Recent findings in PTSD research demonstrate that one’s response to trauma relies on both the intensity of the trauma, as well as the “complex interplay of past experiences and genetic factors” (Wallis, 2008). Scientific discoveries are always a thrill, especially ones that further our knowledge of a particular condition. In one sense, researchers are now able to generate new treatment approaches based on the new evidence, however I wondered how this revelation would impact policies. For instance, prior to the discovery of ways to eliminate and/or subdue this gene, some individuals may not be allowed to join an army due to their genetics predisposition towards PTSD.
Policies, in a way, are pragmatic responses to various changes. Alterations in policy would hit larger issues. Take the policy above, it shows that the result of a study has the potential to limit certain groups of people from pursuing their ambitions and practicing their rights, which could be interpreted as discrimination. One of giant questions when it comes to research in general is how do studies inform policy?
Another concern with regards to this discovery is the potential for gene deletion or deactivation. In the last class we discussed the possibility of minimizing, even to the extent of erasing certain mental conditions, such as manic-depressive disorder. We spoke specifically about this issue in terms of reproduction i.e. should a person who is aware that he/she has a mental disorder have children, although there is the risk of passing those genes to the next generation.
Clearly, based on our conversation, we agreed that such a move would change the landscape of mental health, as well as deprive individuals from their characteristics, both good and bad. On the other hand, suffering from a mental illness or condition could be crippling. This dialogue brought to another question of how should and could researchers address the complexities of their studies whilst striving towards their goals, whatever it may be.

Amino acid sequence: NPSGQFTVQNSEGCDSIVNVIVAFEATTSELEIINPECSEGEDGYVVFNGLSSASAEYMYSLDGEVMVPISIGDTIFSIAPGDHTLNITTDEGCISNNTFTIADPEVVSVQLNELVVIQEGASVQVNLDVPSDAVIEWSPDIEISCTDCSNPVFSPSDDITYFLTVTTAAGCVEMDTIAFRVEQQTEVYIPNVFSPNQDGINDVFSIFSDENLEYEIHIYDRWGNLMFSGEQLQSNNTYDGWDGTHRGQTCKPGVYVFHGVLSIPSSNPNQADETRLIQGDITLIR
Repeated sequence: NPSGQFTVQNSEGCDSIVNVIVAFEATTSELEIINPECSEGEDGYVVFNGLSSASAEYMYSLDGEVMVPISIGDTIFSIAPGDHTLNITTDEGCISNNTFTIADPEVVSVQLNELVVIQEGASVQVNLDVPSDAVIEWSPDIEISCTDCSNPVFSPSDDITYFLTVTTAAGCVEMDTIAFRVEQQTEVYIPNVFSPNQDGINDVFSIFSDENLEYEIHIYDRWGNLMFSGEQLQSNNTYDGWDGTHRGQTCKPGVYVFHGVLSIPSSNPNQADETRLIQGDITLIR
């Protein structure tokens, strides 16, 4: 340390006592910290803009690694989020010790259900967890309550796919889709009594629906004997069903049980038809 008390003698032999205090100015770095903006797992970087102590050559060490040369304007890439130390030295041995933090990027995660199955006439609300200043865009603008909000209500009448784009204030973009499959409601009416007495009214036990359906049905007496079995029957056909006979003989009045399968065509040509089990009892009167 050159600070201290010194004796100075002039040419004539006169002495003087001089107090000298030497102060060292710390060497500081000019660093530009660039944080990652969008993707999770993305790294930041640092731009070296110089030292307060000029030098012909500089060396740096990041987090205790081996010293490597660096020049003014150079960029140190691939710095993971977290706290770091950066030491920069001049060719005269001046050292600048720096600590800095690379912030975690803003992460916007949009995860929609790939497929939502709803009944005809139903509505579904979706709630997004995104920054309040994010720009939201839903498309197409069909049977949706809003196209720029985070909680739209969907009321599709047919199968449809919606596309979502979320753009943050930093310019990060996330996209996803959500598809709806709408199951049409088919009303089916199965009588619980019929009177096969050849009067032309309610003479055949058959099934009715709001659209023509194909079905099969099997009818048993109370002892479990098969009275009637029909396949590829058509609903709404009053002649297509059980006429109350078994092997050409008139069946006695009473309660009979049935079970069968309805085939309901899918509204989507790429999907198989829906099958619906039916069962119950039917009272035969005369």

This week’s set of readings instigated more inquiries than I would have expected, however it successfully outlined the multifaceted nature of mental health studies and research. PTSD research, for example, shapes policy and the culture of mental health. On a side note, these issues, as pertinent as they are, clearly require a comprehensive team with a variety of background, which is in itself a challenge to coordinate. Yet, would it be possible to have these conversations in schools and share it with other academic bodies and research institutions to trigger a larger discussion?
This short article as a response to these readings:
Genes and Post-Traumatic Stress, Claudia Wallis, Time Magazine, March, 2008.
Nemeroff, C.B., Bremner, J.D., Foa, E.B., Mayberg, H.S., North, C.S. & Stein, M.B. (2006). Posttraumatic stress disorder: A state-of-the-science review. Journal of Psychiatric Review, 40, 1-21.
Ursano, R.J., Zhang, L., Li, H., Johnson, L., Carlton, J., Fullerton, C.S. & Benedek, D.M. (2009). PTSD and traumatic stress: From gene to community ad bench to bedside. Brain Research, 1293, 2-12.
Gilbertson, M.W., Shenton, M.E., Ciszewski, A., Kasai, K., Lasko, N.B., Orr, S.P., & Pitman, R.K. (2002). Smaller hippocampal volume predicts pathologic vulnerability to psychological trauma. Nature Neuroscience, 5, 1242-1247.
Halgain, R.P. (2009). Issue 8: Should memory-dampening drugs be used to alleviate the symptoms of trauma? In Taking Sides: Clashing Views in Abnormal Psychology. Boston, MA: McGraw-Hill.
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